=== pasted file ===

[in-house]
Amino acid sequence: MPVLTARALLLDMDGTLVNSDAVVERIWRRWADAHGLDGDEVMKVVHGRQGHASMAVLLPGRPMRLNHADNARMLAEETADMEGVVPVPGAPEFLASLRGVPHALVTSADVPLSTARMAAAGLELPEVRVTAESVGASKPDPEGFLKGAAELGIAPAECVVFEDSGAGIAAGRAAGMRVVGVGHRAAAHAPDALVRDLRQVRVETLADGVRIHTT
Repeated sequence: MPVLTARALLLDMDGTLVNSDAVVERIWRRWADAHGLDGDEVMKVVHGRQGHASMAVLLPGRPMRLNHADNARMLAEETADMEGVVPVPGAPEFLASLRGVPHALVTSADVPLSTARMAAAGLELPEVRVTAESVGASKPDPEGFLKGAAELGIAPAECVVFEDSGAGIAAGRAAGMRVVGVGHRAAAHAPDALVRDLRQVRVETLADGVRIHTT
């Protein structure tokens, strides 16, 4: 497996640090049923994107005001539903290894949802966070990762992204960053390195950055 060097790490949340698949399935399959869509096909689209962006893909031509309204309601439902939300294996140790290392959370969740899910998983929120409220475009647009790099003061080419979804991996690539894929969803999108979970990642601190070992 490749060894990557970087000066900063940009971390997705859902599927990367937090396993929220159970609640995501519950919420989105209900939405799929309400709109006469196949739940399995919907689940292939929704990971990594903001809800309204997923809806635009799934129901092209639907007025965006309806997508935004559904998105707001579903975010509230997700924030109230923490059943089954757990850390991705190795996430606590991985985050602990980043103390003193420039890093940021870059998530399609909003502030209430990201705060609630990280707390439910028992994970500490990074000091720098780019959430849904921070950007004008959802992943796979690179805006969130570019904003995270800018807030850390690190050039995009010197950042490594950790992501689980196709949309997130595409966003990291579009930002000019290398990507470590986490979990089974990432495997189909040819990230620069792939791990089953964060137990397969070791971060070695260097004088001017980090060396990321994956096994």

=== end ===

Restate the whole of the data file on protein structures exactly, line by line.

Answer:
[in-house]
Amino acid sequence: MPVLTARALLLDMDGTLVNSDAVVERIWRRWADAHGLDGDEVMKVVHGRQGHASMAVLLPGRPMRLNHADNARMLAEETADMEGVVPVPGAPEFLASLRGVPHALVTSADVPLSTARMAAAGLELPEVRVTAESVGASKPDPEGFLKGAAELGIAPAECVVFEDSGAGIAAGRAAGMRVVGVGHRAAAHAPDALVRDLRQVRVETLADGVRIHTT
Repeated sequence: MPVLTARALLLDMDGTLVNSDAVVERIWRRWADAHGLDGDEVMKVVHGRQGHASMAVLLPGRPMRLNHADNARMLAEETADMEGVVPVPGAPEFLASLRGVPHALVTSADVPLSTARMAAAGLELPEVRVTAESVGASKPDPEGFLKGAAELGIAPAECVVFEDSGAGIAAGRAAGMRVVGVGHRAAAHAPDALVRDLRQVRVETLADGVRIHTT
């Protein structure tokens, strides 16, 4: 497996640090049923994107005001539903290894949802966070990762992204960053390195950055 060097790490949340698949399935399959869509096909689209962006893909031509309204309601439902939300294996140790290392959370969740899910998983929120409220475009647009790099003061080419979804991996690539894929969803999108979970990642601190070992 490749060894990557970087000066900063940009971390997705859902599927990367937090396993929220159970609640995501519950919420989105209900939405799929309400709109006469196949739940399995919907689940292939929704990971990594903001809800309204997923809806635009799934129901092209639907007025965006309806997508935004559904998105707001579903975010509230997700924030109230923490059943089954757990850390991705190795996430606590991985985050602990980043103390003193420039890093940021870059998530399609909003502030209430990201705060609630990280707390439910028992994970500490990074000091720098780019959430849904921070950007004008959802992943796979690179805006969130570019904003995270800018807030850390690190050039995009010197950042490594950790992501689980196709949309997130595409966003990291579009930002000019290398990507470590986490979990089974990432495997189909040819990230620069792939791990089953964060137990397969070791971060070695260097004088001017980090060396990321994956096994």